He’s spent the summer chatting with voters via Twitter and a web-based video feed, but when it come to actually casting ballots, Coun. Arjun Singh is still a fan of the voting booth. “I like the idea of being able to go into a booth where some other people are there and they can monitor whether people are being influenced or coerced,” Singh said. The B.C. government has announced it will ask the province’s chief electoral officer to strike an independent panel to examine Internet voting. Attorney General Shirley Bond said adding online voting to the range of options in B.C. could improve accessibility in elections — which could improve voter turnout that sagged to less than 30 per cent on average in the last round of B.C. municipal elections. The panel will examine “best practices” for online votes in other provinces and jurisdictions. However, critics of online voting argue there is more room for manipulation of online voting — or, just as problematically, claims of manipulation.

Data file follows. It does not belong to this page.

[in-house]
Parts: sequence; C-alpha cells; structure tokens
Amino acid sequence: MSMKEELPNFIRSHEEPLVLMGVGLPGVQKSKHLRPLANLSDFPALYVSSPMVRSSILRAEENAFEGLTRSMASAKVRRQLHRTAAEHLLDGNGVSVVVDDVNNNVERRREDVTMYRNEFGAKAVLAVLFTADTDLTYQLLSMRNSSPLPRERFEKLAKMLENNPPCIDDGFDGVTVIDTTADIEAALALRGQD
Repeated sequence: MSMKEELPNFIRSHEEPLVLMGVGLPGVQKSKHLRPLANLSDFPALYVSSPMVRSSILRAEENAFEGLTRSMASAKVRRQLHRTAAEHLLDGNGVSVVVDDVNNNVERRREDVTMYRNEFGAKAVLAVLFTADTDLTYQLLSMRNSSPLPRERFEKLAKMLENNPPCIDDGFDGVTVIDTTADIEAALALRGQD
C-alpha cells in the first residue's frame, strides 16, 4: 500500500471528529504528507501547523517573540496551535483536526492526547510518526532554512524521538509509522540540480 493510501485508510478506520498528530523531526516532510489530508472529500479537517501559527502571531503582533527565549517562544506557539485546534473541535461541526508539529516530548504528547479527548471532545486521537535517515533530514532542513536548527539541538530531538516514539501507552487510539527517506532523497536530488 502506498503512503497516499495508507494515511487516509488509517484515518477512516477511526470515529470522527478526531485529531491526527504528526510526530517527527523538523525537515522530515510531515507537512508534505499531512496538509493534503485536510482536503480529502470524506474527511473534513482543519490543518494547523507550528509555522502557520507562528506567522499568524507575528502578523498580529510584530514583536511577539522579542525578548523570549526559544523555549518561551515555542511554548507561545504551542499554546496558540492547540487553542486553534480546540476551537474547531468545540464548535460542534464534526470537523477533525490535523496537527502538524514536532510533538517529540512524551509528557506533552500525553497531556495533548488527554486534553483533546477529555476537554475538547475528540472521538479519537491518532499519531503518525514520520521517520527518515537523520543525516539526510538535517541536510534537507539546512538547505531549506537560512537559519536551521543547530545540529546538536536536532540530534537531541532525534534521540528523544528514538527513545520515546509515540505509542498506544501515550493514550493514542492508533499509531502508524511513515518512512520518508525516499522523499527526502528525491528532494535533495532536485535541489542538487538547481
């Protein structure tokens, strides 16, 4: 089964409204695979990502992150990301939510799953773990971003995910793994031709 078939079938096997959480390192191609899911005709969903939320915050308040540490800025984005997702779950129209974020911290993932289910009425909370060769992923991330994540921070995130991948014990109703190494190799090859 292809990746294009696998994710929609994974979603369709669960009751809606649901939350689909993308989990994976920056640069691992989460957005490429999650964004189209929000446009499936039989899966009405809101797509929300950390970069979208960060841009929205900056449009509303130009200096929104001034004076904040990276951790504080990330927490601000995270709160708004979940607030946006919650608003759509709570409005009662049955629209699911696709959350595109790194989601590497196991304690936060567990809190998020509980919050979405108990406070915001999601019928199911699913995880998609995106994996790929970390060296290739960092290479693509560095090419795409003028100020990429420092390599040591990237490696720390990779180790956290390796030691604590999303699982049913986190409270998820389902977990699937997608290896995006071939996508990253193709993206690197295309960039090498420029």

“It can be too easily hacked at the moment. Any electronic voting can be hacked. It’s not secure,” said Derek Cook, a political scientist at Thompson Rivers University, who points to online attacks that caused delays and party frustration during the federal NDP leadership vote in March. “What happens if a group claims to have hacked a result, whether they did or not?” That’s a concern Singh shares, but he’s also worried an online system could leave voters more vulnerable to coercion from friends, parents or other family members, should they not have the luxury of logging onto their computer in complete isolation.